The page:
On the role of water policy and pricing
Third, despite noble intentions to improve water management, the unintended consequence of the ‘use-it-or-lose-it’ policy adopted in 2013 is that it further incentivises farmers to use as much of their water allocations as possible. Since fruit production is primarily a profit-making business, producers who save water by using less than their allocation face double jeopardy as they not only pay for what water they did not use, but lose out on potential profits they would have incurred had they maximised production operations to match farm water allocations. Furthermore, policies prohibiting water trade between water users imply that a farmer who uses less water than allocated cannot sell the saved water to other users and therefore does not derive financial returns for this neighbourly practice. In seeking to maximise returns, producers are rationally responding to a policy that encourages them to be ‘efficient’ at consuming more and more of their water allocation. In addition, the cost of water is low in comparison to other inputs (such as fertiliser and energy) and farmers pay a fixed amount irrespective of their water consumption. This also incentivises farmers to increase area under production, and use any water savings gained from being water efficient.
In conclusion – more or less resilient?
So, have the Tzaneen fruit growers become more resilient to drought shocks? Our thinking is that a complex field or ‘envelope’ of efficiency/resilience is at work.
On the whole, rising production in fruit tonnage over time, despite recent droughts is evidence of an enhanced ability to cope with water scarcity. But the three major ‘problems’ are that; a) catchment consumption may have ratcheted upwards leading to far less headroom between water supply and demand; b) unmonitored use of groundwater irrigation might be used to stretch farm water supply and expand area under fruit production, further reducing chances of resilience during droughts when rainfall and groundwater recharge is low and c) current water policy does not promote a market-driven regulation of demand and transfers of water savings to other sectors. The latter means farmers and sectors cannot inter-trade their water efficiency gains in an economically efficient way.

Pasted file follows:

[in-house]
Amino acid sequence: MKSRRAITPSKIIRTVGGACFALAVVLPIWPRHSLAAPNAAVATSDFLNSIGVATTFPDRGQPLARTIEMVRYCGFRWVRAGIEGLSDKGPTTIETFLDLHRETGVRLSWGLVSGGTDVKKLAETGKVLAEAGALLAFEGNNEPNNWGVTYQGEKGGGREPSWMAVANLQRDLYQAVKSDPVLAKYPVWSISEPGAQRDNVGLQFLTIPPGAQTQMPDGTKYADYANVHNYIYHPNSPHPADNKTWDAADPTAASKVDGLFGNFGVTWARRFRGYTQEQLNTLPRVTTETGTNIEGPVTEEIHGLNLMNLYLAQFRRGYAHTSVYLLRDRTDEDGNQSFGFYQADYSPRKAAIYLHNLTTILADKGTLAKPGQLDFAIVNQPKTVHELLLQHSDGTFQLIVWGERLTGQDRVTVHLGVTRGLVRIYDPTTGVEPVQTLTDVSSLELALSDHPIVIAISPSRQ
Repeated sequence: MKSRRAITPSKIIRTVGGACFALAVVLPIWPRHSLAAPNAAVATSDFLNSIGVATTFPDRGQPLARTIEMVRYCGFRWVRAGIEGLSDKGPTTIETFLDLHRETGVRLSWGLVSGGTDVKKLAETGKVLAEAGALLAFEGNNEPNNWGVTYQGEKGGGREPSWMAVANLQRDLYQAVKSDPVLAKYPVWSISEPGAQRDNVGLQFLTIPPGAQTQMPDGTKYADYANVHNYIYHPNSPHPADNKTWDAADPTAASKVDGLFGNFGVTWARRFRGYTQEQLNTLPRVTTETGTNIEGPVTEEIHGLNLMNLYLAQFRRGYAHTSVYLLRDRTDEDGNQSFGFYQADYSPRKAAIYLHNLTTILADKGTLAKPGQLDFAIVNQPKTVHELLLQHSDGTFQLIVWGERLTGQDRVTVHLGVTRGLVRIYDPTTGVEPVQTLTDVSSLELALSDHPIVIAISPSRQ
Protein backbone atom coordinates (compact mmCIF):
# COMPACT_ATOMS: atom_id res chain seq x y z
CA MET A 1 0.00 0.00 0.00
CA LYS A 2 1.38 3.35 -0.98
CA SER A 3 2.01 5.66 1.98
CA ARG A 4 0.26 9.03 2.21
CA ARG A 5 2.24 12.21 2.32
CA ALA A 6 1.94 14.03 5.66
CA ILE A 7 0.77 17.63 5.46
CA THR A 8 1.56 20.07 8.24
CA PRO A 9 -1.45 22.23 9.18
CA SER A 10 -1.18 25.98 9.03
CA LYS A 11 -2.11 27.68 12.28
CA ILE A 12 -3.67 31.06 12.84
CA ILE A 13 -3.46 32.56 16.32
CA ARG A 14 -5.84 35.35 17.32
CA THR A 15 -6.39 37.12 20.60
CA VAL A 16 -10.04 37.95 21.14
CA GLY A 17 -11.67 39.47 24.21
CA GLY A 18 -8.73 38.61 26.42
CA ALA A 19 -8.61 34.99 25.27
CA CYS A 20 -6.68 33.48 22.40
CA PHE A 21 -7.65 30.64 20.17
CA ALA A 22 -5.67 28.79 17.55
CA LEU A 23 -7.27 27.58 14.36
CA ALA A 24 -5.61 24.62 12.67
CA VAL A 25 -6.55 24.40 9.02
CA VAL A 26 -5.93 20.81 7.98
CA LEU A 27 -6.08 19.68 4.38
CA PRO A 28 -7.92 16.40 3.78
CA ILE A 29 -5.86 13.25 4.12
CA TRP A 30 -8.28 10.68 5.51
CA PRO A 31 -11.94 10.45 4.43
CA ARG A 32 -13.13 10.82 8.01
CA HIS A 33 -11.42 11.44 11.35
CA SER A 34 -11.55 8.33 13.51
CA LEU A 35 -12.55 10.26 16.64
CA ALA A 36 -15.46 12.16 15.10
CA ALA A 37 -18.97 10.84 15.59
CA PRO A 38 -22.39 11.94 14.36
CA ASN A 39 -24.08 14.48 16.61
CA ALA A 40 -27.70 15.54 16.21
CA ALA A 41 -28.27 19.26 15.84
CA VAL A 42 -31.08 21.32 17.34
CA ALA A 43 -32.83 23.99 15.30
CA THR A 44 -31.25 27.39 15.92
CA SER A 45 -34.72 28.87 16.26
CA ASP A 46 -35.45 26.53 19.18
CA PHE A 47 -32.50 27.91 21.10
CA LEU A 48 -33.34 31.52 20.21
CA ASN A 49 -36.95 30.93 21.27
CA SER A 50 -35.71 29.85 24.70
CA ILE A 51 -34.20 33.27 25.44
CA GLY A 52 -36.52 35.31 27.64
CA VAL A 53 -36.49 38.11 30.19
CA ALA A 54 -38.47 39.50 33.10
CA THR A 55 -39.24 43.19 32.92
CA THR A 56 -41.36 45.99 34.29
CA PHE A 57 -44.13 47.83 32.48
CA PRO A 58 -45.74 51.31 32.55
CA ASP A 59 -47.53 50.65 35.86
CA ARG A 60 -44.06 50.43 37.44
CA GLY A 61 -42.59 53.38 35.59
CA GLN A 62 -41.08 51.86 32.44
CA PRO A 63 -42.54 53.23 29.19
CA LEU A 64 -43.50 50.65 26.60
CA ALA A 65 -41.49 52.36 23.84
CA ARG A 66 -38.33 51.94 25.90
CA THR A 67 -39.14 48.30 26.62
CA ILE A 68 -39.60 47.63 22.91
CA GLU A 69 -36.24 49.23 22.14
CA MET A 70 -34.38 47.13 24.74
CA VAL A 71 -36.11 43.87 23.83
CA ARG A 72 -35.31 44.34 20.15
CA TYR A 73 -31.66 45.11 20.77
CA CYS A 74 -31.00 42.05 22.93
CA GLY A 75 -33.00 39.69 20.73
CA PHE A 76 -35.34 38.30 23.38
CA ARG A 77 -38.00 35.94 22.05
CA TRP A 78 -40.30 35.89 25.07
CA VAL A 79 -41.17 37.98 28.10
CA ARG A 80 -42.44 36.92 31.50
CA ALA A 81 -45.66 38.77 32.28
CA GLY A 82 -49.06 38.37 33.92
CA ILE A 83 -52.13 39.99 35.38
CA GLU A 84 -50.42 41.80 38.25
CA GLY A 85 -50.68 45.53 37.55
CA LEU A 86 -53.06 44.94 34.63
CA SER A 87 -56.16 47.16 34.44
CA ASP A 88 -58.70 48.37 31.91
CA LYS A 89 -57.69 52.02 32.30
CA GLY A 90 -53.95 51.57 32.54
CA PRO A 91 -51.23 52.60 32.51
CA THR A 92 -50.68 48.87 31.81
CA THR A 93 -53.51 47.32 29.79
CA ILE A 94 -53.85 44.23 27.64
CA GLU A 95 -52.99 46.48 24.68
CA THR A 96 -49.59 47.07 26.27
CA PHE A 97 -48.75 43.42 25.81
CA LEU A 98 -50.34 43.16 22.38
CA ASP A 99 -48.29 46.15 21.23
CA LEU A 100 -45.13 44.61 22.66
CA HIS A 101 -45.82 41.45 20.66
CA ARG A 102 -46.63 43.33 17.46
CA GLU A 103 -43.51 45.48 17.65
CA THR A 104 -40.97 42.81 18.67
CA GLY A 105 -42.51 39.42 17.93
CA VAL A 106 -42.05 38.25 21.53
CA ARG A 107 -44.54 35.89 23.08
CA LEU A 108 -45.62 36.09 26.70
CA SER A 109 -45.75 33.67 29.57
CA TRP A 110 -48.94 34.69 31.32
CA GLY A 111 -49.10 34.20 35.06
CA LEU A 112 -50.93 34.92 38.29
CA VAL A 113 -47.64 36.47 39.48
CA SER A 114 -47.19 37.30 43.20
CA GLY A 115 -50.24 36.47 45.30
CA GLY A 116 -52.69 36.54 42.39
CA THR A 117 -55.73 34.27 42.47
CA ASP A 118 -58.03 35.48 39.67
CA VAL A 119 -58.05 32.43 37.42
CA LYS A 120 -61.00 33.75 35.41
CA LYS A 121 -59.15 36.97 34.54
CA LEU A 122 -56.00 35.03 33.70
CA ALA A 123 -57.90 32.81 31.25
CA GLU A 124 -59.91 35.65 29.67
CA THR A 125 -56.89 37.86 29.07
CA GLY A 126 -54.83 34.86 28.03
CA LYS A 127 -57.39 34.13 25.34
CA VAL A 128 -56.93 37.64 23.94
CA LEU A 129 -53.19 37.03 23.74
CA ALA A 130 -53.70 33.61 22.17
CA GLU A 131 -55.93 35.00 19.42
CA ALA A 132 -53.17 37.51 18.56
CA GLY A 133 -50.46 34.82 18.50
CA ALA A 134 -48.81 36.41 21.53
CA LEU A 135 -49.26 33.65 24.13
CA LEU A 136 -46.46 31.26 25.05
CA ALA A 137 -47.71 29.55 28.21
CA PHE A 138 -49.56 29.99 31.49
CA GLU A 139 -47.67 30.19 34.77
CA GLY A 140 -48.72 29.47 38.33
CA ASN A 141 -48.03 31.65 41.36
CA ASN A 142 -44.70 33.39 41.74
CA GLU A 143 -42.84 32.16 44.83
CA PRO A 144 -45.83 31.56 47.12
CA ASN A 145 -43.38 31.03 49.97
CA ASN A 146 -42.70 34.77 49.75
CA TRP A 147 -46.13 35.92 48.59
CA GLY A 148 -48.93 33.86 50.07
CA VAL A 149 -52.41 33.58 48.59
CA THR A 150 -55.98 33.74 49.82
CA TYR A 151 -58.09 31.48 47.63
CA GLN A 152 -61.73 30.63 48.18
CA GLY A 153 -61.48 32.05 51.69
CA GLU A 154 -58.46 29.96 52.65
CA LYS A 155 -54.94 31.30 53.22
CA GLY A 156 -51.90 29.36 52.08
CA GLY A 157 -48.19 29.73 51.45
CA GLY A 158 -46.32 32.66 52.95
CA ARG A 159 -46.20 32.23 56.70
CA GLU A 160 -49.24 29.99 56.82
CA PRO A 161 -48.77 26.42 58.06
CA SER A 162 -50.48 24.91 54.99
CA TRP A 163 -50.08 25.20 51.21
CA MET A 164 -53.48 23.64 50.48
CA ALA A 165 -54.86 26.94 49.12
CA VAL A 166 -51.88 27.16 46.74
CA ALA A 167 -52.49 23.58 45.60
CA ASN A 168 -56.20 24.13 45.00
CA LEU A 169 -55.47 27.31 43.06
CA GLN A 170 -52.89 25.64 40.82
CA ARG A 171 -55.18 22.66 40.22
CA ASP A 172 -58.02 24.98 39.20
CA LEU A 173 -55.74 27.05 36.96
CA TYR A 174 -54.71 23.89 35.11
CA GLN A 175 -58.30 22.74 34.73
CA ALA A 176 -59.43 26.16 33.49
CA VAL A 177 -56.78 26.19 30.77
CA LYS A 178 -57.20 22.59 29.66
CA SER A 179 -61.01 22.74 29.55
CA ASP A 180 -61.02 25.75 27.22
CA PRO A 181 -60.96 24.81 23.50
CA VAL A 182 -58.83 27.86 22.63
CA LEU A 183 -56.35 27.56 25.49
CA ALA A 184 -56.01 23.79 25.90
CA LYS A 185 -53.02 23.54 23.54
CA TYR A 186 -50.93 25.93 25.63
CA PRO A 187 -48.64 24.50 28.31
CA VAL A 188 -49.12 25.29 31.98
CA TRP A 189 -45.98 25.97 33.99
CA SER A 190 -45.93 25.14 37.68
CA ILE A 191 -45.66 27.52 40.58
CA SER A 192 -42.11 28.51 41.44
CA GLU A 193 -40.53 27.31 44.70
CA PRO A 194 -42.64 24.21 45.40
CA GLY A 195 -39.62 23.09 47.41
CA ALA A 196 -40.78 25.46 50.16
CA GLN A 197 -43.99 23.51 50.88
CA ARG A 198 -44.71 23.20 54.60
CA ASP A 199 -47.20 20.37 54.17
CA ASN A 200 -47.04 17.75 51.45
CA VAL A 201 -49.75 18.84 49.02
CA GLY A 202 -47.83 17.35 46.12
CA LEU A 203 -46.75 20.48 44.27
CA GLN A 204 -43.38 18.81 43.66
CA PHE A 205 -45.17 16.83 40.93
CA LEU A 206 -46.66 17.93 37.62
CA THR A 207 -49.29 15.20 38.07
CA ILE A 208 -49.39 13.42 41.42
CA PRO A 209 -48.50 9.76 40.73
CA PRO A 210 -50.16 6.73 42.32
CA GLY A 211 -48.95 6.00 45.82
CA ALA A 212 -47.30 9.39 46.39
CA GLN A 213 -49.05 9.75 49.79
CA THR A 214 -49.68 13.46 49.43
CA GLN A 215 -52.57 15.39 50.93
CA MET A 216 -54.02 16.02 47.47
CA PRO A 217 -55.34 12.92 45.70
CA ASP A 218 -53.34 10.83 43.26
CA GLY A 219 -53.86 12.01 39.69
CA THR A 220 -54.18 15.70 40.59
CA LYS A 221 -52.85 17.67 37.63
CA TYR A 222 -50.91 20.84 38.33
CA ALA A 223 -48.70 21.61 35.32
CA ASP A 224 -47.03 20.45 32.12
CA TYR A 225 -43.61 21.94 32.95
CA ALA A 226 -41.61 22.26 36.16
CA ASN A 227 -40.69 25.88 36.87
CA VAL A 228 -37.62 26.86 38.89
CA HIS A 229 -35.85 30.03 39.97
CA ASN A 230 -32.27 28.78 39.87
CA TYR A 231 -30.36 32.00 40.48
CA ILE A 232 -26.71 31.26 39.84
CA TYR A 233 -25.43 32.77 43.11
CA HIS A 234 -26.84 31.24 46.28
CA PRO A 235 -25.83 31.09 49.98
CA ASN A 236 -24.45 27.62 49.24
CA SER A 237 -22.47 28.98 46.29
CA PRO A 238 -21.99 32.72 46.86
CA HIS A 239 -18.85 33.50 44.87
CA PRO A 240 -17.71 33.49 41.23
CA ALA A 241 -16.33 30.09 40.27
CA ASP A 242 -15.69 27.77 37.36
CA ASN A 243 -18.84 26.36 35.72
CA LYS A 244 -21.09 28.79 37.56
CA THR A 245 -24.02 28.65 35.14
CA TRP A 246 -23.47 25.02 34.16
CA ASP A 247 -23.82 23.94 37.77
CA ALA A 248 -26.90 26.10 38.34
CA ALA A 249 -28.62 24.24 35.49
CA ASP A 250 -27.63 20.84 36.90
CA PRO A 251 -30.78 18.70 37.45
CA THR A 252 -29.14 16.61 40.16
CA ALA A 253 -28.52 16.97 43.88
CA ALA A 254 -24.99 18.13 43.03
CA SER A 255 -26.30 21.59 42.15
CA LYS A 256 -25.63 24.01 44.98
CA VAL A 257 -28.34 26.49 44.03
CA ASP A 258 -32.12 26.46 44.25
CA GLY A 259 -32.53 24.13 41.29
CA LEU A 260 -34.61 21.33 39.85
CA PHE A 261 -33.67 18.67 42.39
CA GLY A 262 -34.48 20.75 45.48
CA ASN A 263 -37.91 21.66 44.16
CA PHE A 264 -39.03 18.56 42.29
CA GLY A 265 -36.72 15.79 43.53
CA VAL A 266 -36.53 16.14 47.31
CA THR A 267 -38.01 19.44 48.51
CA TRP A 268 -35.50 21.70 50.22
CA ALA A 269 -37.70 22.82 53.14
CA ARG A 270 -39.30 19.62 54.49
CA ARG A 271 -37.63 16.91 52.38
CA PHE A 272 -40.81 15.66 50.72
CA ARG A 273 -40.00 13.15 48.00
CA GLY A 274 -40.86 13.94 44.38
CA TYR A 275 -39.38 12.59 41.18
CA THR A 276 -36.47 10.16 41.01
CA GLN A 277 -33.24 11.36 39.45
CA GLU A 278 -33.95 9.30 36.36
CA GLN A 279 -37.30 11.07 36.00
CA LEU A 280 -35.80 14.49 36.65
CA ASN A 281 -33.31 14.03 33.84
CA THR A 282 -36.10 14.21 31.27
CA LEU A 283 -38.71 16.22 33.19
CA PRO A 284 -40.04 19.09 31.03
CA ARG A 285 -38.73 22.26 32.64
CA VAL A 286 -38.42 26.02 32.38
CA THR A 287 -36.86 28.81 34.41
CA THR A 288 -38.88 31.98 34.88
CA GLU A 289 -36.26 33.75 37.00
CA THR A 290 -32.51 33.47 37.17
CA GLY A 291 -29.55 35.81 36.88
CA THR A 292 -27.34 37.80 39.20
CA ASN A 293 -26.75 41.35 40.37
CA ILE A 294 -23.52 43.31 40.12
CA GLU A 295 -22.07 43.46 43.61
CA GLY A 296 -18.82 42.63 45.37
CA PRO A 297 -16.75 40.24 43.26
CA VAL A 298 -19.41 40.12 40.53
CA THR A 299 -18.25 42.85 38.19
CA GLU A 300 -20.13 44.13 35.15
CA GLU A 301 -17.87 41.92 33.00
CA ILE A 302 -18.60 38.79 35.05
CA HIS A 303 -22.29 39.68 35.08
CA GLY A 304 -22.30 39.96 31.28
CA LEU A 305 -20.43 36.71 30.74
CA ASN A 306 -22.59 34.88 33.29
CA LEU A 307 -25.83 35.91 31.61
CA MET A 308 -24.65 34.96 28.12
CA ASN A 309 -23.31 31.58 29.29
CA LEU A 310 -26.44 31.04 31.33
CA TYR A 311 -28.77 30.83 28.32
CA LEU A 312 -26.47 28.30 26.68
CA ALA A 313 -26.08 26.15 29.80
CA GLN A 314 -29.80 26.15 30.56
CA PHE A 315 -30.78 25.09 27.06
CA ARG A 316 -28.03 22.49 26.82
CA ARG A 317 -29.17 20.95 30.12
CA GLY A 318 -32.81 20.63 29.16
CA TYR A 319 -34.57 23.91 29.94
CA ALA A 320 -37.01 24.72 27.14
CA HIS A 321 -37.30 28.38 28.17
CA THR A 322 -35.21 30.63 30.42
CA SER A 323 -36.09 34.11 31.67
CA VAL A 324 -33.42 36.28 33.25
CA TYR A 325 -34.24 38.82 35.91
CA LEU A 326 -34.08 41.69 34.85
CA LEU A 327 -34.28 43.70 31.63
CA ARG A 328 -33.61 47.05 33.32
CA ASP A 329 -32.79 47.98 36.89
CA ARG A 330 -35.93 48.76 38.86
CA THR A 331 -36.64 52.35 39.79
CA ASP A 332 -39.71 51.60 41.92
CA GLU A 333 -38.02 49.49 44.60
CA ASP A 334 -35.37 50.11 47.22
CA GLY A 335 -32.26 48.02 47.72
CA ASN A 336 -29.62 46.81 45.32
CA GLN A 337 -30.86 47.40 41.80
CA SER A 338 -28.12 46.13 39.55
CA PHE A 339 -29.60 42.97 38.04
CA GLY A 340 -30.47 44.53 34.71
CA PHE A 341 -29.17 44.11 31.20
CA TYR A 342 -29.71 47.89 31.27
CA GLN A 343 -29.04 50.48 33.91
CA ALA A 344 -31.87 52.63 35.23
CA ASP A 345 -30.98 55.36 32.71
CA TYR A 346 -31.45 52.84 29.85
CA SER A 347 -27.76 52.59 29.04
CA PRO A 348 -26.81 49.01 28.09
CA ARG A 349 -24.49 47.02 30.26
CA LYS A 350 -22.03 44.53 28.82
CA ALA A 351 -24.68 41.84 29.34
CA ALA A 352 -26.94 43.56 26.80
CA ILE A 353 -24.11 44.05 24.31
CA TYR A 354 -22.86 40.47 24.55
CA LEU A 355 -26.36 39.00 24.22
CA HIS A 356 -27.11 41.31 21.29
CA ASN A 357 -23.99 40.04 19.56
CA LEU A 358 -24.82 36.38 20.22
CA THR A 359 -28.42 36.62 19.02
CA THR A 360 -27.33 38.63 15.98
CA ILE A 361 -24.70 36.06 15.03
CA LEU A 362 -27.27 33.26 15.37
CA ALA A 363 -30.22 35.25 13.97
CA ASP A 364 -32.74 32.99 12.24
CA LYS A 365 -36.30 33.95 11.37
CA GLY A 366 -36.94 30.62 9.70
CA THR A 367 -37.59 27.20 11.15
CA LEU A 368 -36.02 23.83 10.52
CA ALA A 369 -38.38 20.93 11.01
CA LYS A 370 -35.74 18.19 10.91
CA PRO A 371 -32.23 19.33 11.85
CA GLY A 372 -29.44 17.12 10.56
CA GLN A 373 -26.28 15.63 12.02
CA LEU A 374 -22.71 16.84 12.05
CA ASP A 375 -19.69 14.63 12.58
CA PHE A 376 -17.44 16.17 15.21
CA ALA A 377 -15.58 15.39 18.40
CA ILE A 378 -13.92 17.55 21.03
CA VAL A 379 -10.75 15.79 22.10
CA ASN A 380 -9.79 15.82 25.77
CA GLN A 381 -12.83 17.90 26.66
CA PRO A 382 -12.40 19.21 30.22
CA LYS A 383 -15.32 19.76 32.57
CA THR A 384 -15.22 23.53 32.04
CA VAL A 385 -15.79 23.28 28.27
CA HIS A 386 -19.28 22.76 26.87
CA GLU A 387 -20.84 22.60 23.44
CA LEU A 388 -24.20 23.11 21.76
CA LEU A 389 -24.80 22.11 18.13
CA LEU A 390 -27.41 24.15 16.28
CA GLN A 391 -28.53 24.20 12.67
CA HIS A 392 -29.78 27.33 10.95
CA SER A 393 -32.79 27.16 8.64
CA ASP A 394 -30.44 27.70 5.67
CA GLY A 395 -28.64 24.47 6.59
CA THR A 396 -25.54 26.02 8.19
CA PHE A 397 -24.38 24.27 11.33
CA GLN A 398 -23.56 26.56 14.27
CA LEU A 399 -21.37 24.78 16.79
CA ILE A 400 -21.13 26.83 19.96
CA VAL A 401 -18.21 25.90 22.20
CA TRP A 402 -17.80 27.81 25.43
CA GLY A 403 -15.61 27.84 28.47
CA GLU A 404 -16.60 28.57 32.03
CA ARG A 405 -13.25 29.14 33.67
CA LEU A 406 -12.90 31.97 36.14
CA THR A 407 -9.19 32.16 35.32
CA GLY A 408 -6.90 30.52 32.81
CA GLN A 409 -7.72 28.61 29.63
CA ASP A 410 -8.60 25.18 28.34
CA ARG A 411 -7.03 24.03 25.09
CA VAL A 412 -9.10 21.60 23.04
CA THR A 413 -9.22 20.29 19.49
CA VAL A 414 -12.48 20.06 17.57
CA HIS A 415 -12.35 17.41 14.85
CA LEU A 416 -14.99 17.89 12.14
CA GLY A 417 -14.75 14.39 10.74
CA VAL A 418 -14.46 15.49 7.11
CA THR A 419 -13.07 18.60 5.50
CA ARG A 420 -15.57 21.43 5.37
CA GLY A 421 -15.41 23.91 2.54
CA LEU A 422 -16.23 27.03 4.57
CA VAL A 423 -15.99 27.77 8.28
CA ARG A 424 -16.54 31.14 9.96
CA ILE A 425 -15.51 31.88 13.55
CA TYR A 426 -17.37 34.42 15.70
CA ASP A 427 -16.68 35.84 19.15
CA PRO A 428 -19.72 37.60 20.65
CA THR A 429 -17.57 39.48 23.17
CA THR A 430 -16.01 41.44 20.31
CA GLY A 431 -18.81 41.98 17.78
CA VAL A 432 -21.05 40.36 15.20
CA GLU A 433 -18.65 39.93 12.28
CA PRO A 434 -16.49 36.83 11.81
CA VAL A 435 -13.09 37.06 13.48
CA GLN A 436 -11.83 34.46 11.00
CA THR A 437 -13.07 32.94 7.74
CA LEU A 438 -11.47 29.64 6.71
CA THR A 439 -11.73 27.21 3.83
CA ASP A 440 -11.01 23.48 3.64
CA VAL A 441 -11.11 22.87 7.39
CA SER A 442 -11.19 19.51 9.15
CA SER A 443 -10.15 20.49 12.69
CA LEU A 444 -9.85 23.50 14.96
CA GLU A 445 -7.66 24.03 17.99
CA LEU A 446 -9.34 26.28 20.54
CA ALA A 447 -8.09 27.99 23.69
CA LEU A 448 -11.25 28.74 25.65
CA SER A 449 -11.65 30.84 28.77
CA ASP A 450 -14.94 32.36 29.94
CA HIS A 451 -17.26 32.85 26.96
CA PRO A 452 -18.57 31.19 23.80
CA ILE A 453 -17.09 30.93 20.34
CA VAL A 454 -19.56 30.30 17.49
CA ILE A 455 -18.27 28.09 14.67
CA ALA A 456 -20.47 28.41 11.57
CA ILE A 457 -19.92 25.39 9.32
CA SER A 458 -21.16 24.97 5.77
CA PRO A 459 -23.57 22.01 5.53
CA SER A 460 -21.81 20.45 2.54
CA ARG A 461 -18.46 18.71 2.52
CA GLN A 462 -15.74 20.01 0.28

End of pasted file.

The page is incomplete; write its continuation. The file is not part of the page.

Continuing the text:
What is clear is that resilience and water efficiency of an individual fruit producer at a farm level is complex and varies from farmer-to-farmer and that farm level water efficiency and resilience cumulatively has considerable impact on catchment resilience. We do not have all the answers yet, but evidence suggests that Tzaneen fruit producers have become more water-efficient and more resilient to water shocks, but the catchment-wide land-water-crop system is still vulnerable and more can be done to enhance resilience at the catchment scale.
The project, “Increasing resilience to water-related risks in the UK fresh fruit and vegetable system”, is funded through the Global Food Security’s ‘Resilience of the UK Food System Programme’, with support from BBSRC, ESRC, NERC and Scottish Government. The UK Food System Resilience Project looks to interrogate quantitatively and qualitatively water efficiency and related practices before, during, after and over successive droughts at a farm, catchment and national level; and understand how this relates to resilience of fresh fruit and water supply in South Africa.